Four hundred seventy-nine corals (out of 520) were successfully genotyped using the genotyping probe set (Table S4 and Fig. 3a) in the Galaxy CoralSNP analysis environment. The missing data ranged from 0.06% to 3.22% for the samples analyzed on the array (Fig. S1). Plates differed in the amount of missing data that we attributed to a batch effect of sample preparation, but not sample preservative or extraction method because these were shared between plates. A significant positive correlation was detected between percent missing data and percent heterozygosity for each species (Pearson’s Correlation, A. palmata R2 = 0.4507, p = 8.142e−14; A. cervicornis R2 = 0.8223, p < 2.2e−16; Fig. S2a), both of which are indications of sample quality. Misclassification of heterozygous calls can occur in samples with lower quality49,50.
Technical variation between replicate runs of the same DNA was low with an average genetic distance of 0.0053 ± 0.0015 between technical replicates (Mean ± 1 SD; samples SI-1, SI-10, SI-12, Table S6 and Fig. 3b). The average pairwise genetic distance of ramets from the same genet (clone mates) within a plate was 0.0038 ± 0.0026 and between plates was 0.0079 ± 0.0041 (Fig. 3b). Due to the larger genetic distances between technical replicates than ramets observed within a plate, we tested for differences in the five plates. There was a significant effect of plate on the genetic distance of ramets analyzed within plate (1-way ANOVA, F (4,391) = 17.58, p = 2.81e−13). Plate 9SR22843, which contained the technical replicates, had larger average pairwise genetic distances between ramets and technical replicates within the plate compared to three of the other plates (Tukey HSD, 9SR22843 was on average 0.0014 larger than 9SR22844 p = 0.0003; 9SR22843 was on average 0.0015 larger than P9SR10073 p = 0.0019; 9SR22843 was on average 0.0025 larger than P9SR10076 p = 0.0000).
The threshold for genet assignment of samples was defined using previously identified ramets, ranging from two to six ramets per genet (shared baums_coral_genet_id in Table S5). The largest genetic distance within known ramets was ca. 0.0312 between a genome sample and array sample (ie. 14120_Mixed and 4960, Table S7). We used pairwise genetic distance = 0.032 as the threshold for genet assignment based on the observations above (Fig. 3c). The average pairwise genetic distance among ramets was 0.0064 ± 0.0064 for all genet IDs with more than one ramet and ranged from 0.0006 to 0.0312 (Table S7). Additionally, tissue from eight genets extracted in two different laboratories recovered the same genet ID, albeit with differences in DNA concentration, missing data, and percent heterozygosity of the fixed probes (Fig. 3b and Table S8). There was between 0.012 to 0.027 pairwise genetic distance among ramets of the same genet in this set, which is like what was observed for differences in genotyping methods (genome sequencing vs. array) and is within the genet threshold.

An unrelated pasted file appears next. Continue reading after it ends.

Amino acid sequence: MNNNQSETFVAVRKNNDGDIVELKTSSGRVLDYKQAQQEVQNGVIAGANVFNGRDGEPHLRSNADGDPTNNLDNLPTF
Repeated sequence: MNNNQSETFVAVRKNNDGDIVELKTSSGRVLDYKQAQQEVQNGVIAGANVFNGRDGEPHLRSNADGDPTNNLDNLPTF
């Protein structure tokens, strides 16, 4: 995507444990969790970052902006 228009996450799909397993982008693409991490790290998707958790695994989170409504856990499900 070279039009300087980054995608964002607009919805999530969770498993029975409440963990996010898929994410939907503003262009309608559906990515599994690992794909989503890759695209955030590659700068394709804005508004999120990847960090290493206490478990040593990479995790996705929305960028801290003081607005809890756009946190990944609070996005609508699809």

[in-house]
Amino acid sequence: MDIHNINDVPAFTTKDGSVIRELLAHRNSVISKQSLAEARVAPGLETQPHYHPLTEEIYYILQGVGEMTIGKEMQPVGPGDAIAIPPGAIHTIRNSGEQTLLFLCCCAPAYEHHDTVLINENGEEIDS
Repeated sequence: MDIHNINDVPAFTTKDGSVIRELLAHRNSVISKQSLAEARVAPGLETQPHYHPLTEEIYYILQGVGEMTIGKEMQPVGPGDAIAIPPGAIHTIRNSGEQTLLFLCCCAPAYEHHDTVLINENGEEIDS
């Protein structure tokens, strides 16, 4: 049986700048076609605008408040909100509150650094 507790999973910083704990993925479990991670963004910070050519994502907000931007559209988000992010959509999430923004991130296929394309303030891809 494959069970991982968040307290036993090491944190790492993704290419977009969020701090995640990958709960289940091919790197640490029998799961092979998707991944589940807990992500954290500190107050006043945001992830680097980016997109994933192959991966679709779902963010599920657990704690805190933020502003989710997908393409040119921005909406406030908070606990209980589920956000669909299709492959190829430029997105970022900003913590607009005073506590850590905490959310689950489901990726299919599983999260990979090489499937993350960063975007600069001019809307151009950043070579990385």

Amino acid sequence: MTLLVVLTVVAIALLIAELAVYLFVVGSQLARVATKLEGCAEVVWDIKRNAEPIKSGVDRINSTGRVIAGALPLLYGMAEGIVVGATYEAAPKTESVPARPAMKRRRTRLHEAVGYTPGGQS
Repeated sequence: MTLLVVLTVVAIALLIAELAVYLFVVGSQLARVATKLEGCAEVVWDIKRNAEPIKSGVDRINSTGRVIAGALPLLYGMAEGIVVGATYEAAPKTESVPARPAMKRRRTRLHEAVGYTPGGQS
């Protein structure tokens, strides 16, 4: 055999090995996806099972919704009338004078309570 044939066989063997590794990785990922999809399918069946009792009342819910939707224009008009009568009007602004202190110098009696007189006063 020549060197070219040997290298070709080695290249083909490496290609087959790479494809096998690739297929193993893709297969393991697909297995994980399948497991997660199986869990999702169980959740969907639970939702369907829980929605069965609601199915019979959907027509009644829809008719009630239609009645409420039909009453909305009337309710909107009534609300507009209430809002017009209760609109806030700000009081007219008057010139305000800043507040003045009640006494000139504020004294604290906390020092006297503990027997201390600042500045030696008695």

Between genet pairwise distance was on average 0.113 ± 0.023 for A. cervicornis and 0.128 ± 0.025 for A. palmata (Fig. 3c). In the case of siblings from outcrossed offspring, the genetic distance ranged from 0.047 (SWSA-140 and SWSA-124) to 0.078 (SWSA-105 and SWSA-128) with an average genetic distance of 0.0642 ± 0.0068 (Fig. 3c). Heterozygosity also varied by species and geographic region, ranging from 0.110 to 0.127 in A. cervicornis and 0.132 to 0.156 in A. palmata (Table 1 and Fig. S2b). The inbreeding coefficient FIS, which calculates the proportion of alleles within an individual that are shared with the population, was highest in Belize and Florida in both species (Table 1).
Genet resolution was reproducible across collection years, plates and different laboratories (Figs. 3b, 4 and Table S8). For example, HG0127 and HG0170 were recovered from samples collected between 2005 to 2018 and run on two different plates (Fig. 4b). There was only one case where a genet defined via microsatellite genotyping was split into two genets as defined via SNP genotyping (blue lineage in Fig. 4b). In the inverse situation, there were four cases where genets defined via microsatellite genotyping were no longer considered to be unique genets and combined with other samples defined via SNP genotyping (Table S5).
A Neighbor-Joining tree (Fig. 4a) using the Prevosti’s genetic distance and identity-by-state analysis (Fig. S3) clustered the samples, first by species and then by their collection location. However, the geographic regions were not clearly delineated using these methods. We could recover population clusters using an unsupervised model-based approach with ADMIXTURE (Fig. 4c). After genet correction and applying a minor allele threshold of 5%, 18,823, 7,019, and 6,097 coral loci remain for all three taxa (n = 193 samples), A. palmata (n = 90 samples) and A. cervicornis (n = 64 samples), respectively. The ancestry of each sample was assessed assuming two source populations for the full dataset and two to ten populations for each species separately. For K = 2 of the entire dataset, the two species clearly separate with the hybrids having mixed ancestry (Fig. 4c). The lowest prediction error for A. cervicornis was three inferred populations (Fig. S4) with a population in Florida, a population in Belize and a population in USVI and Puerto Rico (Fig. 4c). Three populations were also predicted in A. palmata with a population in Florida and Belize, a population in Puerto Rico and a population in the Curacao (Fig. 4c).